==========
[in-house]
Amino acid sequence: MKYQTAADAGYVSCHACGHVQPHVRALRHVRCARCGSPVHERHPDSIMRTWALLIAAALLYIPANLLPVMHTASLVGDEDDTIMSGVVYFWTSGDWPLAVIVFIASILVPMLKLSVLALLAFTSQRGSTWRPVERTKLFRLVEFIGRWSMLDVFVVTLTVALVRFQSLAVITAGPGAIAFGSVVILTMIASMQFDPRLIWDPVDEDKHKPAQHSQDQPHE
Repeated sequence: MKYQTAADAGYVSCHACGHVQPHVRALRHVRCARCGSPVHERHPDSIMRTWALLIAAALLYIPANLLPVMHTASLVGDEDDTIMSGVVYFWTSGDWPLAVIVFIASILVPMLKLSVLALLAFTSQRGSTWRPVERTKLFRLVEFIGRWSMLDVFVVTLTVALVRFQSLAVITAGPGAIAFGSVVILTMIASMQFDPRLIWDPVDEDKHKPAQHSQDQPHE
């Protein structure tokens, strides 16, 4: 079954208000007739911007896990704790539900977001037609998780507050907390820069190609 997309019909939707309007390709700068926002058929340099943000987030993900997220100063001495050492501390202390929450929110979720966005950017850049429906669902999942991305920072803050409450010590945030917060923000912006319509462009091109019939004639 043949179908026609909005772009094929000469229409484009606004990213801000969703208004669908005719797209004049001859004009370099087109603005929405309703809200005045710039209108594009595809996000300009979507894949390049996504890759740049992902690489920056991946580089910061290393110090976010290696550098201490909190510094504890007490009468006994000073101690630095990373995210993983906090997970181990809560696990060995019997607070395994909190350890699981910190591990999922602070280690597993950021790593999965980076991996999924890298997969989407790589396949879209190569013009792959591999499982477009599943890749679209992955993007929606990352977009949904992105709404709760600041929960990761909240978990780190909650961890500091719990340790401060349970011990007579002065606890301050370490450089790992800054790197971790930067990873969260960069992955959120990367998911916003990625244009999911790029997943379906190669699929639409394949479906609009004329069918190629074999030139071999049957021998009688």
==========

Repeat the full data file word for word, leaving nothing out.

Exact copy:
[in-house]
Amino acid sequence: MKYQTAADAGYVSCHACGHVQPHVRALRHVRCARCGSPVHERHPDSIMRTWALLIAAALLYIPANLLPVMHTASLVGDEDDTIMSGVVYFWTSGDWPLAVIVFIASILVPMLKLSVLALLAFTSQRGSTWRPVERTKLFRLVEFIGRWSMLDVFVVTLTVALVRFQSLAVITAGPGAIAFGSVVILTMIASMQFDPRLIWDPVDEDKHKPAQHSQDQPHE
Repeated sequence: MKYQTAADAGYVSCHACGHVQPHVRALRHVRCARCGSPVHERHPDSIMRTWALLIAAALLYIPANLLPVMHTASLVGDEDDTIMSGVVYFWTSGDWPLAVIVFIASILVPMLKLSVLALLAFTSQRGSTWRPVERTKLFRLVEFIGRWSMLDVFVVTLTVALVRFQSLAVITAGPGAIAFGSVVILTMIASMQFDPRLIWDPVDEDKHKPAQHSQDQPHE
């Protein structure tokens, strides 16, 4: 079954208000007739911007896990704790539900977001037609998780507050907390820069190609 997309019909939707309007390709700068926002058929340099943000987030993900997220100063001495050492501390202390929450929110979720966005950017850049429906669902999942991305920072803050409450010590945030917060923000912006319509462009091109019939004639 043949179908026609909005772009094929000469229409484009606004990213801000969703208004669908005719797209004049001859004009370099087109603005929405309703809200005045710039209108594009595809996000300009979507894949390049996504890759740049992902690489920056991946580089910061290393110090976010290696550098201490909190510094504890007490009468006994000073101690630095990373995210993983906090997970181990809560696990060995019997607070395994909190350890699981910190591990999922602070280690597993950021790593999965980076991996999924890298997969989407790589396949879209190569013009792959591999499982477009599943890749679209992955993007929606990352977009949904992105709404709760600041929960990761909240978990780190909650961890500091719990340790401060349970011990007579002065606890301050370490450089790992800054790197971790930067990873969260960069992955959120990367998911916003990625244009999911790029997943379906190669699929639409394949479906609009004329069918190629074999030139071999049957021998009688």